by Dan Peacock
“My name is Charlie Gordon I werk in Donners bakery where Mr Donner gives me 11 dollers a week and bred or cake if I want. I am 32 yeres old and next munth is my brithday.”
Daniel Keyes’ Flowers For Algernon is often cited as a classic piece of science-fiction, but there’s the feeling that branding it as “sci-fi” might turn away a lot of people that might otherwise have loved this novella. There are no spaceships, no aliens, no time-travel; just solid fiction with science at its core.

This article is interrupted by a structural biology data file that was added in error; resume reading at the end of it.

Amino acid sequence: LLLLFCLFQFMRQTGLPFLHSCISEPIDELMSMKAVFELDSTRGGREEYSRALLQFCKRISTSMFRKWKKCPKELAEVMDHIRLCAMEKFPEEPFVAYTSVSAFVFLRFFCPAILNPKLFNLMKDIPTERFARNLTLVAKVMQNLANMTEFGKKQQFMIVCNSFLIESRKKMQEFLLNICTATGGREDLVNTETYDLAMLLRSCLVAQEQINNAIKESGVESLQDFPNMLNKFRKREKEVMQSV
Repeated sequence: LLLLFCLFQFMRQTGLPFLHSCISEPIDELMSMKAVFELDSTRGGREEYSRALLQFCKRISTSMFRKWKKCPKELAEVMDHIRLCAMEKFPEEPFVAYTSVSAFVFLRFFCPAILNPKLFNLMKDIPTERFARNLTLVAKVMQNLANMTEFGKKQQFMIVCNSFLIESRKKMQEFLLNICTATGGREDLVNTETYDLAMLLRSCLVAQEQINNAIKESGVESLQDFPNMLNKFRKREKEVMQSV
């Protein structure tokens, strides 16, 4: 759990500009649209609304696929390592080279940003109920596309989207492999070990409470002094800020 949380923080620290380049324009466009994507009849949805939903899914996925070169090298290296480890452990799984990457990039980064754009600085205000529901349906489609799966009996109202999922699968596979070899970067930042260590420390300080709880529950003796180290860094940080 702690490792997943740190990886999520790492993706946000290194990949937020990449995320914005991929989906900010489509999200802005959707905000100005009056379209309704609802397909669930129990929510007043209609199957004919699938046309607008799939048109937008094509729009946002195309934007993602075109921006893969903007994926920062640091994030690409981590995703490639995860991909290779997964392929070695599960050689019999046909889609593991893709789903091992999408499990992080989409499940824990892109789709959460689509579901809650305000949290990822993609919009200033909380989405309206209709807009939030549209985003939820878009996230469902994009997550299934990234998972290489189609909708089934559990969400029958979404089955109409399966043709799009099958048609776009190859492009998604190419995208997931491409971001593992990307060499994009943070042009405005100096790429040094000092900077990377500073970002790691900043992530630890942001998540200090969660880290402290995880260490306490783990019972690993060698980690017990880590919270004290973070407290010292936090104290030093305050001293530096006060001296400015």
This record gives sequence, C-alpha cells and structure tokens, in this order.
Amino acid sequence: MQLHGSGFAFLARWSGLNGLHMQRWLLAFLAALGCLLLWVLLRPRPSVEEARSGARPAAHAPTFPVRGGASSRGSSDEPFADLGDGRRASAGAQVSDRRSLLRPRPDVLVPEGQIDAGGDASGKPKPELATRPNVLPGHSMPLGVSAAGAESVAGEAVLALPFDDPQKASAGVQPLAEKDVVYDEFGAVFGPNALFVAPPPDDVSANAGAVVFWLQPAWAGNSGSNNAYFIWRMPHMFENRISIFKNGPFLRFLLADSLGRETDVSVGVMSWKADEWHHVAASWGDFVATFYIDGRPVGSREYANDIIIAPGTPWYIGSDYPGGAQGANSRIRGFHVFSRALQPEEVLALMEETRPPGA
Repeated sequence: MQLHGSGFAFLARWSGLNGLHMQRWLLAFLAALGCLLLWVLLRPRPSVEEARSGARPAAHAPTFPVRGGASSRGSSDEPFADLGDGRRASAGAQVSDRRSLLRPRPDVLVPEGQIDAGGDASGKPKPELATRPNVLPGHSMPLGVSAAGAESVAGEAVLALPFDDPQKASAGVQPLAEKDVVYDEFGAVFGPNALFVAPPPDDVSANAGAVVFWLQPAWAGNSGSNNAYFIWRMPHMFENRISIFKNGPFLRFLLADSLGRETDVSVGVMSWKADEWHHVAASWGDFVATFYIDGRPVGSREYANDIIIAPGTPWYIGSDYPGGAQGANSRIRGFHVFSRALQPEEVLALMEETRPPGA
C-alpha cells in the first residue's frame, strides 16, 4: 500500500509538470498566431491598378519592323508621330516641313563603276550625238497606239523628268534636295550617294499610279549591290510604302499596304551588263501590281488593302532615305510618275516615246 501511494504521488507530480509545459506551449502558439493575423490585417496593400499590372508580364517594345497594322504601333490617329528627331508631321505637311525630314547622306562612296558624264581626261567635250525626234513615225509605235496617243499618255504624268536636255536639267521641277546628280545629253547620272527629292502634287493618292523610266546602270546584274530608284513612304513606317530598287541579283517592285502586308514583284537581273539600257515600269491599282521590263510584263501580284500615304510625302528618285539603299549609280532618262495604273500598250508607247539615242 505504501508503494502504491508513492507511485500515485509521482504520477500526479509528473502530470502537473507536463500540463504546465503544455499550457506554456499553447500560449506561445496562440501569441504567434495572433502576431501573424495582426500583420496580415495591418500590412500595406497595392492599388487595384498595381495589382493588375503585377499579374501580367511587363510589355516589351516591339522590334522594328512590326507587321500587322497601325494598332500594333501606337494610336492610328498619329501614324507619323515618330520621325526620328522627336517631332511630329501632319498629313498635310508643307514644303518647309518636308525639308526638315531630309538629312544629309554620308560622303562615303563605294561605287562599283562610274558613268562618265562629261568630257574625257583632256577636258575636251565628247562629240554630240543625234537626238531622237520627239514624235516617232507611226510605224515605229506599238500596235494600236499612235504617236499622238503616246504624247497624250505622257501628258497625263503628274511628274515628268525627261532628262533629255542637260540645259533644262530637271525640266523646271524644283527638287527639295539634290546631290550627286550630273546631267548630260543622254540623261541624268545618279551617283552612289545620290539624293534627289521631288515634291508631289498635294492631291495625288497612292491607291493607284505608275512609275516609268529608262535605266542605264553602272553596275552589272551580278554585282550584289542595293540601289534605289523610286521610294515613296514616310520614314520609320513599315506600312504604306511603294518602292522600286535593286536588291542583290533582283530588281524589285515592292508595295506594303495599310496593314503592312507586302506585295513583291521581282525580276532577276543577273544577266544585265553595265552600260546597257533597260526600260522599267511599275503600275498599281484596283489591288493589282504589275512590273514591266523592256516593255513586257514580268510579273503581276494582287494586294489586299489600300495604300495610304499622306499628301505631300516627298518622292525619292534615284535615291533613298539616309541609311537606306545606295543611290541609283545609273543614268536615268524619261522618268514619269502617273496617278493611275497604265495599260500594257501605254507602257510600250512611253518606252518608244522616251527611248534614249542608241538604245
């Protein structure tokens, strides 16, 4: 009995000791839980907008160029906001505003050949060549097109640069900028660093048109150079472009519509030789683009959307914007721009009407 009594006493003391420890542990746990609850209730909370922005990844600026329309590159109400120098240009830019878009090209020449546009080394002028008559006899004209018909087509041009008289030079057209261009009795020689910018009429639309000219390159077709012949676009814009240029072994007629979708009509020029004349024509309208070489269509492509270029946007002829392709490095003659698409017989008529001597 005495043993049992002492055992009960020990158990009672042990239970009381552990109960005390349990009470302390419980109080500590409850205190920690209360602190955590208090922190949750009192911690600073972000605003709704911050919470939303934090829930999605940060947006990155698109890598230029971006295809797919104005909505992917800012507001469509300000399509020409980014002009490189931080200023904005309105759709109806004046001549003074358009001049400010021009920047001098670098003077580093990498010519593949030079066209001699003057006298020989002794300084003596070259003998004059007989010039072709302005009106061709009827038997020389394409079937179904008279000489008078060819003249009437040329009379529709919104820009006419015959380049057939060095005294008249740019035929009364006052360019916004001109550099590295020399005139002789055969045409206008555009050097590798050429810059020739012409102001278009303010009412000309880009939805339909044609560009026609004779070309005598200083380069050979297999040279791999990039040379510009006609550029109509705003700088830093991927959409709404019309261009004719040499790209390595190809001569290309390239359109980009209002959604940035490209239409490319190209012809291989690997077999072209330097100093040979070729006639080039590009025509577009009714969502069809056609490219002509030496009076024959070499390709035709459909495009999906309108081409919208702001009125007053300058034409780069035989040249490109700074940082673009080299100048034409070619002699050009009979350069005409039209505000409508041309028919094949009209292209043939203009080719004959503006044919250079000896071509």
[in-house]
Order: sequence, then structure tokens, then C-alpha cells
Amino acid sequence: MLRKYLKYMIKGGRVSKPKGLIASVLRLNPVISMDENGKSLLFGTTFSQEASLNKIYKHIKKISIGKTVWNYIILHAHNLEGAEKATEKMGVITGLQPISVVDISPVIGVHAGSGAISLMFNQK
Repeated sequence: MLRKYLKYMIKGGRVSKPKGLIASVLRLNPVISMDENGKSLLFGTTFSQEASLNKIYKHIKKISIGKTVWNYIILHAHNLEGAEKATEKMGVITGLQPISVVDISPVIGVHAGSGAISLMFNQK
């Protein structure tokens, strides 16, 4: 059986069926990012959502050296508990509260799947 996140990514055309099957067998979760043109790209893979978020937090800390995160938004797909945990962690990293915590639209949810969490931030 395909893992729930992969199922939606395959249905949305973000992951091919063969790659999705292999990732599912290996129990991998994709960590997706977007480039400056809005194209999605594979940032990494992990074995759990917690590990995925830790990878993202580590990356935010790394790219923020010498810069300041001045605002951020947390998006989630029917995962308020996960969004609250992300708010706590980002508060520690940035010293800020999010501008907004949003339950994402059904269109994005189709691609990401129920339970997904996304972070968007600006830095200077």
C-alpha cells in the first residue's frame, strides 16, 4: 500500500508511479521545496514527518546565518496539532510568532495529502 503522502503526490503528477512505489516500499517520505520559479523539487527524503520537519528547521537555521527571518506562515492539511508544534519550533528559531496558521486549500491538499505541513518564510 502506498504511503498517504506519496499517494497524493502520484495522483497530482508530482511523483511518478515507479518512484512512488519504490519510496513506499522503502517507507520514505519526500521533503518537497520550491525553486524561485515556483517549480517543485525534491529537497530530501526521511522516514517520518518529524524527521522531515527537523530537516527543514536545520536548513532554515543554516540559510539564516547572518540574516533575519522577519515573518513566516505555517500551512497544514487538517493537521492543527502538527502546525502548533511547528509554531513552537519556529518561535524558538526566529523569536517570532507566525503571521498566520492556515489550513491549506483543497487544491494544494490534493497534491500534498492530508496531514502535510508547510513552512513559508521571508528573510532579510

Charlie Gordon, the narrator, has an IQ of 68 when he signs up for an experimental surgical procedure to vastly increase his intelligence. His diary entries (which form the book), which are initially riddled with spelling mistakes and cloudy observations, slowly become more coherent, insightful and revelatory as his IQ climbs… and climbs. In a manner of…
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